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Chronic Atmospheric NO⁻ Deposition Does Not Induce NO⁻ Use by Acer saccharum Marsh
William C. Eddy, Donald R. Zak, William E. Holmes and Kurt S. Pregitzer
Vol. 11, No. 3 (Apr., 2008), pp. 469-477
Published by: Springer
Stable URL: http://www.jstor.org/stable/40296299
Page Count: 9
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The ability of an ecosystem to retain anthropogenic nitrogen (N) deposition is dependent upon plant and soil sinks for N, the strengths of which may be altered by chronic atmospheric N deposition. Sugar maple (Acer saccharum Marsh.), the dominant overstory tree in northern hardwood forests of the Lake States region, has a limited capacity to take up and assimilate NO₃⁻. However, it is uncertain whether long-term exposure to NO₃⁻ deposition might induce NO₃⁻ uptake by this ecologically important overstory tree. Here, we investigate whether 10 years of experimental NO₃⁻ deposition (30 kg N ha⁻¹ y⁻¹) could induce NO₃⁻ uptake and assimilation in overstory sugar maple (approximately 90 years old), which would enable this species to function as a direct sink for atmospheric NO₃⁻ deposition. Kinetic parameters for NH₄⁺4 + and NO₃⁻ uptake in fine roots, as well as leaf and root NO₃⁻ reductase activity, were measured under conditions of ambient and experimental NO₃⁻ deposition in four sugar maple-dominated stands spanning the geographic distribution of northern hardwood forests in the Upper Lake States. Chronic NO 3 ~ deposition did not alter the V max or K m for NO₃⁻and NH₄⁺ uptake nor did it influence ₃⁻ reductase activity in leaves and fine roots. Moreover, the mean V max for NH₄⁺ uptake (5.15 nmol ¹⁵N gɻ¹; hɻ¹;) was eight times greater than the Vmax for NO₃⁻ uptake (0.63 ¼mol ¹⁵N gɻ¹; hɻ¹;), indicating a much greater physiological capacity for NH₄⁺ uptake in this species. Additionally, NO₃⁻ reductase activity was lower than most values for woody plants previously reported in the literature, further indicating a low physiological potential for NO₃⁻ assimilation in sugar maple. Our results demonstrate that chronic NO₃⁻ deposition has not induced the physiological capacity for NO₃⁻ uptake and assimilation by sugar maple, making this dominant species an unlikely direct sink for anthropogenic NO₃⁻ deposition.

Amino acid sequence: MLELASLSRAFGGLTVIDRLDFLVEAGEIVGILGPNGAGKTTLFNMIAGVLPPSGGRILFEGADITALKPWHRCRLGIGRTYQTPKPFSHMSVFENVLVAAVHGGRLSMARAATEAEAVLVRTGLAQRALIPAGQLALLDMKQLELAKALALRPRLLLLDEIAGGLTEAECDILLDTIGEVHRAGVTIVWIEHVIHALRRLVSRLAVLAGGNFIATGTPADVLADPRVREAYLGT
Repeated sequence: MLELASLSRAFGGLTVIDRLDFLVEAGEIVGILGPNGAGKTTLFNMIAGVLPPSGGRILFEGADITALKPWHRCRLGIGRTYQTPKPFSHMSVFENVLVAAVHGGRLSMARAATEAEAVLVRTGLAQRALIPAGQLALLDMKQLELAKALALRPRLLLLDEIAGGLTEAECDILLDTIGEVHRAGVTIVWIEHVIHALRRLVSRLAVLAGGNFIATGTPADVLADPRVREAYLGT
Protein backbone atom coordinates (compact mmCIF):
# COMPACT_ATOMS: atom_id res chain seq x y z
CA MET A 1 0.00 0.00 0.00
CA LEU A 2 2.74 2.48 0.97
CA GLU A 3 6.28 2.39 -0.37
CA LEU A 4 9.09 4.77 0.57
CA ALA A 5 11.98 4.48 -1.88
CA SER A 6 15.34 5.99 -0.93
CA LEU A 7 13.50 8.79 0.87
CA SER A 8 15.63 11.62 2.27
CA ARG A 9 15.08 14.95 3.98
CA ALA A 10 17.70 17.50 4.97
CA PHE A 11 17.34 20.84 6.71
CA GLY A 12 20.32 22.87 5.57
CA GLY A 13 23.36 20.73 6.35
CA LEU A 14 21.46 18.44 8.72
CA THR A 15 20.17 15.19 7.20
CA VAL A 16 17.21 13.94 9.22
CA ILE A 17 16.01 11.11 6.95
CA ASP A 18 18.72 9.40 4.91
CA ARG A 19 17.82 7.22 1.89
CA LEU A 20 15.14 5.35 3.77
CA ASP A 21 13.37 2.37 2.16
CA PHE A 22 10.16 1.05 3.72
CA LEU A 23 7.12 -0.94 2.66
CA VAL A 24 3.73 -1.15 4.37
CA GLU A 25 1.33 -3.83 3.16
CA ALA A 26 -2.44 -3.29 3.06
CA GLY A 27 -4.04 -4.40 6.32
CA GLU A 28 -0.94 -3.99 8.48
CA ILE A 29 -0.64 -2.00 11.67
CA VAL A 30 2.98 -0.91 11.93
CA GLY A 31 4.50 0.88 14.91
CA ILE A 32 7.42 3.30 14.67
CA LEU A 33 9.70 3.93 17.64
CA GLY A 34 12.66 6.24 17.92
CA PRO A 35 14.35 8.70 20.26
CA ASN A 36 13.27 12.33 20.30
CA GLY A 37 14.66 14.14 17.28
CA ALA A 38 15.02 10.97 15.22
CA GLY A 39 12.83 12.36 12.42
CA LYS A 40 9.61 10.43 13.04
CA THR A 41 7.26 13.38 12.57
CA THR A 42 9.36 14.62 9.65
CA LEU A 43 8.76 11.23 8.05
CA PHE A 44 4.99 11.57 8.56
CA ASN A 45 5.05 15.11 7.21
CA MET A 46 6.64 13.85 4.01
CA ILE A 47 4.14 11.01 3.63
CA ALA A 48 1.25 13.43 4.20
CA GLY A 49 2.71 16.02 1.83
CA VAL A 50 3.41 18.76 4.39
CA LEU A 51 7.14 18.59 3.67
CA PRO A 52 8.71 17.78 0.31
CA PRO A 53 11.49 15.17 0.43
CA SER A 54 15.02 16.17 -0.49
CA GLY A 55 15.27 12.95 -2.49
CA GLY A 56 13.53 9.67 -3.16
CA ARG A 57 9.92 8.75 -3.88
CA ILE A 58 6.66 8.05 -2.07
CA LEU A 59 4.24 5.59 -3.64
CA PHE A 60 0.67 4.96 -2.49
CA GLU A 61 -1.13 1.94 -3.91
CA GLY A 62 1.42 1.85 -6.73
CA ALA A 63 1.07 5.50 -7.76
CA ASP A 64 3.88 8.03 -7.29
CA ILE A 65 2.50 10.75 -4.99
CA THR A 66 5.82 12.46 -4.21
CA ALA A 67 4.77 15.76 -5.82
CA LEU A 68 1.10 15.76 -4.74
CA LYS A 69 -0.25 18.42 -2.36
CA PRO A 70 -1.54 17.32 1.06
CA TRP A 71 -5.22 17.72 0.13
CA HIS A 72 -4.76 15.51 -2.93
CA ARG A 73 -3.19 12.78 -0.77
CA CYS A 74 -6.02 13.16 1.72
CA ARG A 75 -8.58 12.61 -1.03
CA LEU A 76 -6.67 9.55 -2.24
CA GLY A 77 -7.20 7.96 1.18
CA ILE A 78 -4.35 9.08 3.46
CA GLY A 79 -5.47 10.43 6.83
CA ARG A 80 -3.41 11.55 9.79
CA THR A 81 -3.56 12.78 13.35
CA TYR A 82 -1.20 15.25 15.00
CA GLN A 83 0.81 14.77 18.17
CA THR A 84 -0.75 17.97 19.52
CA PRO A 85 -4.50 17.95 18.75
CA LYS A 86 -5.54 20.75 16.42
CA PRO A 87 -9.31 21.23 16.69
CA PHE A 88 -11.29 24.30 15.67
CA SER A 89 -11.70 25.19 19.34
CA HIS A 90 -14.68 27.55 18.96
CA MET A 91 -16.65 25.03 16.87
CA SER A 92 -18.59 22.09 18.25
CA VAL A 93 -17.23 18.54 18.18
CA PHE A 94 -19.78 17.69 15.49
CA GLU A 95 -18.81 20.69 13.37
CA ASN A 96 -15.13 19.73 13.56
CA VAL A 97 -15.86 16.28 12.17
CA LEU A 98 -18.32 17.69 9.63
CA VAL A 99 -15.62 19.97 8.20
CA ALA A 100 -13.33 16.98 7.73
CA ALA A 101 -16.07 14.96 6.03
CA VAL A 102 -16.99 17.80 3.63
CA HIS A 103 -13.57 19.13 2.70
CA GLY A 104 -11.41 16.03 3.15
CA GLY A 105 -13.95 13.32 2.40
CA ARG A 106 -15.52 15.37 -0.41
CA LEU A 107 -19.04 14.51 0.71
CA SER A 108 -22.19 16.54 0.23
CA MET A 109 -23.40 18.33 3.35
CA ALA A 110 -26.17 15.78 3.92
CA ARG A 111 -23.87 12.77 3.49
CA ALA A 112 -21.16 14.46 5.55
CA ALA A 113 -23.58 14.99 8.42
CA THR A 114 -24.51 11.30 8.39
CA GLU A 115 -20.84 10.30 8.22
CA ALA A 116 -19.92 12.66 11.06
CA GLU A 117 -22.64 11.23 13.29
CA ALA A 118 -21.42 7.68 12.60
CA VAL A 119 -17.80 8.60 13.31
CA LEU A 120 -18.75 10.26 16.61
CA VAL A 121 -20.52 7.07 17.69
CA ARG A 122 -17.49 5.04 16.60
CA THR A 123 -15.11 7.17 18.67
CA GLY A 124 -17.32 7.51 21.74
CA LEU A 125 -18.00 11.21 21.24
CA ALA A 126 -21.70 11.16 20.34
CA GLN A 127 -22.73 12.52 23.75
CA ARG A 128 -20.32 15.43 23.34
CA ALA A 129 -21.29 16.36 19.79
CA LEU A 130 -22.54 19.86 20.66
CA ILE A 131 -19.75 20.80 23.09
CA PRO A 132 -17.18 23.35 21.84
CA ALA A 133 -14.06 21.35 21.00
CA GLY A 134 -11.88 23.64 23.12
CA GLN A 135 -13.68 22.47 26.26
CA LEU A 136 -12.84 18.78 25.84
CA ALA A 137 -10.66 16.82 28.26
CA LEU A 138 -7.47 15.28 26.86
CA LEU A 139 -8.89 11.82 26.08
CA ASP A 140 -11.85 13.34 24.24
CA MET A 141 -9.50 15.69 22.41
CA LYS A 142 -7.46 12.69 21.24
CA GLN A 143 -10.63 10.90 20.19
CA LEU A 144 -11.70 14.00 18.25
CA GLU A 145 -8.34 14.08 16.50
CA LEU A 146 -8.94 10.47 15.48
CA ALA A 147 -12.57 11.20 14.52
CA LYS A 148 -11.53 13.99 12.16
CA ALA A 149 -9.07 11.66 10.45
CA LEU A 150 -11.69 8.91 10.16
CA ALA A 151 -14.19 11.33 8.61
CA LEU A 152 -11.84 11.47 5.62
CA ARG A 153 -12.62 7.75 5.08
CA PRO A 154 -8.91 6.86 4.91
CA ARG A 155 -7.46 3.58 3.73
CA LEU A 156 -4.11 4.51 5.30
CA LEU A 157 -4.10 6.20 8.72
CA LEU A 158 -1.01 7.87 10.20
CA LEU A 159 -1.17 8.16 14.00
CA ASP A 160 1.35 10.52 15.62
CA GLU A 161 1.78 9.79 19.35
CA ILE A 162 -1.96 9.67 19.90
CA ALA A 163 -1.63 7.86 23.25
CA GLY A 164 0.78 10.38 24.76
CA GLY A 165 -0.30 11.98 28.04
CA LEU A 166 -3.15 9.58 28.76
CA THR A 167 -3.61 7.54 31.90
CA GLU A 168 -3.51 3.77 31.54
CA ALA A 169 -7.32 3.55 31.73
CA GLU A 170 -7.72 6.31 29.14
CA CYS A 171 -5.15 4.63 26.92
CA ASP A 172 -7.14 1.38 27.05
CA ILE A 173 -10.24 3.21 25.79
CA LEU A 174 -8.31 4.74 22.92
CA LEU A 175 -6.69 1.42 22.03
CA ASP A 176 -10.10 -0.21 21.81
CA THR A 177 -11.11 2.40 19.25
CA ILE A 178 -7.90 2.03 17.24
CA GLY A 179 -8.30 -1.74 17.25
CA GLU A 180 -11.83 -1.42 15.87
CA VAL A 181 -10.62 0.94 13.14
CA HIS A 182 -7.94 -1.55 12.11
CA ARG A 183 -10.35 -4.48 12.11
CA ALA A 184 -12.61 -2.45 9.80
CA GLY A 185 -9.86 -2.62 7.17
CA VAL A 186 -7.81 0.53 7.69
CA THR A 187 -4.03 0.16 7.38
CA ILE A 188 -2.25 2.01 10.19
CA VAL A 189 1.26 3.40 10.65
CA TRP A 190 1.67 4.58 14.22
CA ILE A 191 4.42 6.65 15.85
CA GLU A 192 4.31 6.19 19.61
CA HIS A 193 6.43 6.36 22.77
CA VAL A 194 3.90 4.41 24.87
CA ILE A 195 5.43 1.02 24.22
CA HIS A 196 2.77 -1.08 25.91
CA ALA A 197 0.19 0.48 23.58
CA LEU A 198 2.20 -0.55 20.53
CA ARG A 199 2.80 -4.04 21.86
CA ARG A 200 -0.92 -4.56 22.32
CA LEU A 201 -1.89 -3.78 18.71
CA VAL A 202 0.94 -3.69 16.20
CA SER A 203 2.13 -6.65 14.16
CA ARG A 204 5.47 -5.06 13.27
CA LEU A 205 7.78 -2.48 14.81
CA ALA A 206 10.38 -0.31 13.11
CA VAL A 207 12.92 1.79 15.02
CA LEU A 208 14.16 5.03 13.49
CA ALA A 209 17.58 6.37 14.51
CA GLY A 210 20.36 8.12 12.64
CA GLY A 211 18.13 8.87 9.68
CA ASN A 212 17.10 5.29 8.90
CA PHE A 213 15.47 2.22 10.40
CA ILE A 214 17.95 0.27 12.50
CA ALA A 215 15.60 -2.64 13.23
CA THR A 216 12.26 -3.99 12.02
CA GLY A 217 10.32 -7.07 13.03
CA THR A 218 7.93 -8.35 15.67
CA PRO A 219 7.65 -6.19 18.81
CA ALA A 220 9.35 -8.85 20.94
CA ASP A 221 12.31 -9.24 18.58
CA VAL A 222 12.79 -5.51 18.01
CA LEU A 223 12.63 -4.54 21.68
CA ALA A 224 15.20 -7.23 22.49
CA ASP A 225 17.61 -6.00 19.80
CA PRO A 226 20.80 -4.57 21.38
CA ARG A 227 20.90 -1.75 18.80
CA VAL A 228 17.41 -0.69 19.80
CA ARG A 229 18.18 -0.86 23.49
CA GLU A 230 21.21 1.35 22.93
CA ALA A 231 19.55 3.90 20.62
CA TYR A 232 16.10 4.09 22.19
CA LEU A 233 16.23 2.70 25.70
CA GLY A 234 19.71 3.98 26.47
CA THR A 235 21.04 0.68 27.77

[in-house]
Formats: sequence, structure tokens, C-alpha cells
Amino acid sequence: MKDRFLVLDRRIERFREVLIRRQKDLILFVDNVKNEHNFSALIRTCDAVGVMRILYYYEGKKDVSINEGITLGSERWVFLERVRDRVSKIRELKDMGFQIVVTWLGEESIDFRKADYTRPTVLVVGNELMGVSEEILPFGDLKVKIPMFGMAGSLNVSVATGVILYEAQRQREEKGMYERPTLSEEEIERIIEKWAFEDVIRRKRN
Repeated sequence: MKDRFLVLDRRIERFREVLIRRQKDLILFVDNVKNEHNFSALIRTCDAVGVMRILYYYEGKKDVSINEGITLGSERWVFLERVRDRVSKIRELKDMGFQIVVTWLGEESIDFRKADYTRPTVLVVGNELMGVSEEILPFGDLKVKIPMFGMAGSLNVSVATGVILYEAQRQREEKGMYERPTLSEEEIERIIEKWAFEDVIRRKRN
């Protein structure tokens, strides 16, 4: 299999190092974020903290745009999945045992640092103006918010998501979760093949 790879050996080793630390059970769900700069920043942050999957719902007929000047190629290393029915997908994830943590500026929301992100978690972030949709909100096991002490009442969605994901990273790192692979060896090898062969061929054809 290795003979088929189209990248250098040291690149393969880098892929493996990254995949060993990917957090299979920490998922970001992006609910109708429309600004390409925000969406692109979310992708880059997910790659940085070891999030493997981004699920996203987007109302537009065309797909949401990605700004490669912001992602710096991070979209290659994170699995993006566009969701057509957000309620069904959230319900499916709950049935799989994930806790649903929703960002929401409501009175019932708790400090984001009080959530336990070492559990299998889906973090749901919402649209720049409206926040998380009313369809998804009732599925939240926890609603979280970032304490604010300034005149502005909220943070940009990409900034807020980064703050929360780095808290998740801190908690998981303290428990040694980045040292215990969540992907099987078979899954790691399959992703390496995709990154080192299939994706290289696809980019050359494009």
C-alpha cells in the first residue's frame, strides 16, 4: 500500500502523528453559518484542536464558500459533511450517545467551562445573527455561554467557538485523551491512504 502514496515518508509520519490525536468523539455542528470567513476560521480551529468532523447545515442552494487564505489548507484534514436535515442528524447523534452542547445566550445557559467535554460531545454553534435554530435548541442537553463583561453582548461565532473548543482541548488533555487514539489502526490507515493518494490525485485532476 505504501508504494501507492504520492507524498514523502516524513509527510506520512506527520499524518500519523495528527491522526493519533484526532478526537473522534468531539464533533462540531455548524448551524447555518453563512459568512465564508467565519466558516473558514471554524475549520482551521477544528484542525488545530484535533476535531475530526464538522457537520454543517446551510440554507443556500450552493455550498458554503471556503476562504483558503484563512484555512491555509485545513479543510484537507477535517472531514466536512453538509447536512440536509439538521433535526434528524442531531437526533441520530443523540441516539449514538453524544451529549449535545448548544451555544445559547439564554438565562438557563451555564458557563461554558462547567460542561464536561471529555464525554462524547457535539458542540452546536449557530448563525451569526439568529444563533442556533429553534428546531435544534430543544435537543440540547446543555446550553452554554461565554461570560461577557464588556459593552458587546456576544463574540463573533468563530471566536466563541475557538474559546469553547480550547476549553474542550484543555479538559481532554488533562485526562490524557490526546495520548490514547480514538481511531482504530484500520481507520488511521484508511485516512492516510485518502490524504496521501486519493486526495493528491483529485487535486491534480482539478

Ecosystems © 2008 Springer